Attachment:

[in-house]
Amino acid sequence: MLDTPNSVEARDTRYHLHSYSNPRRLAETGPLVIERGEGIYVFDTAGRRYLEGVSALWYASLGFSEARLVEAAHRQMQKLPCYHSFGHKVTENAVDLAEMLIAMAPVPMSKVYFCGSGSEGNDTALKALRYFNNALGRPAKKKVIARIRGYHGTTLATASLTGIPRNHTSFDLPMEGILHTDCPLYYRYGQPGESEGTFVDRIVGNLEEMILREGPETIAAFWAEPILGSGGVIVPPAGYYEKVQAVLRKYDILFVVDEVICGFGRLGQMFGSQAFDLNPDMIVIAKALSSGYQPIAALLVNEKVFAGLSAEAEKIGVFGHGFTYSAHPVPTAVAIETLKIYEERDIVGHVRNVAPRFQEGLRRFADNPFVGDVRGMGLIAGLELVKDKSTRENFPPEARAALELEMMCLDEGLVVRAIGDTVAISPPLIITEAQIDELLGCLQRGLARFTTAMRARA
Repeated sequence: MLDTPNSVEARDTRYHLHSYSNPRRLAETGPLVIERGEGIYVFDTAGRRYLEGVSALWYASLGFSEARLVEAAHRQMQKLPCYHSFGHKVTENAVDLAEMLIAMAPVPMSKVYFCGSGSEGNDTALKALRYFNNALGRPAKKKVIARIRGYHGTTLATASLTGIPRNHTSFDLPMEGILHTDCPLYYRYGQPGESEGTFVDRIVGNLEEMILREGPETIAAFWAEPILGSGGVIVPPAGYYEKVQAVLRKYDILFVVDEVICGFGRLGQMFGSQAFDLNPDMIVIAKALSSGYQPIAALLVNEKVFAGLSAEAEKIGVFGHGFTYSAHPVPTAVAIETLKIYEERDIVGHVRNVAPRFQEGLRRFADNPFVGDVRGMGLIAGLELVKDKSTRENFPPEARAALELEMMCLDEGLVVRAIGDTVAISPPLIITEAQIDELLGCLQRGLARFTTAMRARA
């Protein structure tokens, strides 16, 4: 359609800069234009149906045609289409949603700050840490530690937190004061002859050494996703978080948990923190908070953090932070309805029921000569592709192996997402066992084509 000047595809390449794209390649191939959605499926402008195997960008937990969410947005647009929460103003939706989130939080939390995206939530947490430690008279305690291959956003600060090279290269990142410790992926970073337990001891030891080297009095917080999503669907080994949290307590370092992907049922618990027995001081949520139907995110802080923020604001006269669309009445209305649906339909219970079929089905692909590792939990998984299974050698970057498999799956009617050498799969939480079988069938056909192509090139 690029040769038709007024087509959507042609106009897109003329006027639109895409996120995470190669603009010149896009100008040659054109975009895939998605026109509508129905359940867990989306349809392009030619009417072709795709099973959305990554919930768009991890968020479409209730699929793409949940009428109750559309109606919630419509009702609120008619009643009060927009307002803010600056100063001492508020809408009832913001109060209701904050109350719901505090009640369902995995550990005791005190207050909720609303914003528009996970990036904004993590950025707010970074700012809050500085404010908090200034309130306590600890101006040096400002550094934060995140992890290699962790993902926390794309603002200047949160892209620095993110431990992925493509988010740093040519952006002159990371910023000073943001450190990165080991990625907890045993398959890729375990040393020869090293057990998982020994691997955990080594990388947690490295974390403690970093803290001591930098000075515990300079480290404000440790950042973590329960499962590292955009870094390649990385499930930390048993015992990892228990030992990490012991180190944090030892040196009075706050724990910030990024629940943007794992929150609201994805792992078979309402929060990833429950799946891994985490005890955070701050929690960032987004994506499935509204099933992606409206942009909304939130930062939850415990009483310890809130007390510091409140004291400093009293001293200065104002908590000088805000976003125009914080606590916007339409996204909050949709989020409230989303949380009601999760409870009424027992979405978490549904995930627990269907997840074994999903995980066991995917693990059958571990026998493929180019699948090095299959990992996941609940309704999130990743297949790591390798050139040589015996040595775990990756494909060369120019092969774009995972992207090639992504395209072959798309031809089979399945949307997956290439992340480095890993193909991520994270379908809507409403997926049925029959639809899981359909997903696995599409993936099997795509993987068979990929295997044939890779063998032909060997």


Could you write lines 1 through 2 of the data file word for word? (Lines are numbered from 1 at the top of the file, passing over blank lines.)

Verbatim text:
[in-house]
Amino acid sequence: MLDTPNSVEARDTRYHLHSYSNPRRLAETGPLVIERGEGIYVFDTAGRRYLEGVSALWYASLGFSEARLVEAAHRQMQKLPCYHSFGHKVTENAVDLAEMLIAMAPVPMSKVYFCGSGSEGNDTALKALRYFNNALGRPAKKKVIARIRGYHGTTLATASLTGIPRNHTSFDLPMEGILHTDCPLYYRYGQPGESEGTFVDRIVGNLEEMILREGPETIAAFWAEPILGSGGVIVPPAGYYEKVQAVLRKYDILFVVDEVICGFGRLGQMFGSQAFDLNPDMIVIAKALSSGYQPIAALLVNEKVFAGLSAEAEKIGVFGHGFTYSAHPVPTAVAIETLKIYEERDIVGHVRNVAPRFQEGLRRFADNPFVGDVRGMGLIAGLELVKDKSTRENFPPEARAALELEMMCLDEGLVVRAIGDTVAISPPLIITEAQIDELLGCLQRGLARFTTAMRARA